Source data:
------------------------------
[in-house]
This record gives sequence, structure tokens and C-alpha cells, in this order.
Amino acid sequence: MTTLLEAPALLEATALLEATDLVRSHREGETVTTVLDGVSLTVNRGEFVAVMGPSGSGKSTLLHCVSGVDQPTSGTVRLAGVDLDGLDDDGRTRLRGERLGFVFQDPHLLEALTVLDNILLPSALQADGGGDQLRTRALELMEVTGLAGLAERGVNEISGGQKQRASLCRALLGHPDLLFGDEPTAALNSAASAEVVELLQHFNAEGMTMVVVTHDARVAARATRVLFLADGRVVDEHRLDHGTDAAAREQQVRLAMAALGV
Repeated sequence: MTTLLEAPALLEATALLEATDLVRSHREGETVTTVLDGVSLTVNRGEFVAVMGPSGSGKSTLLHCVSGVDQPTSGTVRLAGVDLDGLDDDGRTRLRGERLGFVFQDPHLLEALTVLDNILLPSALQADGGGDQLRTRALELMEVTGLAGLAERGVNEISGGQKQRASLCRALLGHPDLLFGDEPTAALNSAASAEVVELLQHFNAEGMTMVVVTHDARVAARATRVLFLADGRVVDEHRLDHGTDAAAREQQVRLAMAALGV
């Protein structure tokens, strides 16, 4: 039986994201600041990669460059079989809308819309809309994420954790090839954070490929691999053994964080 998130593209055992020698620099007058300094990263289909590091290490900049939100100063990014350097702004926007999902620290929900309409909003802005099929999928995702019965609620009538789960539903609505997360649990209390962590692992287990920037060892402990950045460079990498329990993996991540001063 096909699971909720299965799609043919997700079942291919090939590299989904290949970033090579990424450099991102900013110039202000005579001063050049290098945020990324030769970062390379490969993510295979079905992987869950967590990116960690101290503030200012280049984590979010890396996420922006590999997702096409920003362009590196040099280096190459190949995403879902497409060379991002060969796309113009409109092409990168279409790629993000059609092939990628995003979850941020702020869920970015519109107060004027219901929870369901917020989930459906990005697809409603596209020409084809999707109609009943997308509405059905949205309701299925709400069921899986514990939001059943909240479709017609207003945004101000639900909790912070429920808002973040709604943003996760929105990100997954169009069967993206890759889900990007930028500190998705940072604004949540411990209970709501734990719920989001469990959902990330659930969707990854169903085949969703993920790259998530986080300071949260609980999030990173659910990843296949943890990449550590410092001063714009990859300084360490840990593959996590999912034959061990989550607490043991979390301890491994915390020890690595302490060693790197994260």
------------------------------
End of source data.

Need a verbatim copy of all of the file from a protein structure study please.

[in-house]
This record gives sequence, structure tokens and C-alpha cells, in this order.
Amino acid sequence: MTTLLEAPALLEATALLEATDLVRSHREGETVTTVLDGVSLTVNRGEFVAVMGPSGSGKSTLLHCVSGVDQPTSGTVRLAGVDLDGLDDDGRTRLRGERLGFVFQDPHLLEALTVLDNILLPSALQADGGGDQLRTRALELMEVTGLAGLAERGVNEISGGQKQRASLCRALLGHPDLLFGDEPTAALNSAASAEVVELLQHFNAEGMTMVVVTHDARVAARATRVLFLADGRVVDEHRLDHGTDAAAREQQVRLAMAALGV
Repeated sequence: MTTLLEAPALLEATALLEATDLVRSHREGETVTTVLDGVSLTVNRGEFVAVMGPSGSGKSTLLHCVSGVDQPTSGTVRLAGVDLDGLDDDGRTRLRGERLGFVFQDPHLLEALTVLDNILLPSALQADGGGDQLRTRALELMEVTGLAGLAERGVNEISGGQKQRASLCRALLGHPDLLFGDEPTAALNSAASAEVVELLQHFNAEGMTMVVVTHDARVAARATRVLFLADGRVVDEHRLDHGTDAAAREQQVRLAMAALGV
């Protein structure tokens, strides 16, 4: 039986994201600041990669460059079989809308819309809309994420954790090839954070490929691999053994964080 998130593209055992020698620099007058300094990263289909590091290490900049939100100063990014350097702004926007999902620290929900309409909003802005099929999928995702019965609620009538789960539903609505997360649990209390962590692992287990920037060892402990950045460079990498329990993996991540001063 096909699971909720299965799609043919997700079942291919090939590299989904290949970033090579990424450099991102900013110039202000005579001063050049290098945020990324030769970062390379490969993510295979079905992987869950967590990116960690101290503030200012280049984590979010890396996420922006590999997702096409920003362009590196040099280096190459190949995403879902497409060379991002060969796309113009409109092409990168279409790629993000059609092939990628995003979850941020702020869920970015519109107060004027219901929870369901917020989930459906990005697809409603596209020409084809999707109609009943997308509405059905949205309701299925709400069921899986514990939001059943909240479709017609207003945004101000639900909790912070429920808002973040709604943003996760929105990100997954169009069967993206890759889900990007930028500190998705940072604004949540411990209970709501734990719920989001469990959902990330659930969707990854169903085949969703993920790259998530986080300071949260609980999030990173659910990843296949943890990449550590410092001063714009990859300084360490840990593959996590999912034959061990989550607490043991979390301890491994915390020890690595302490060693790197994260």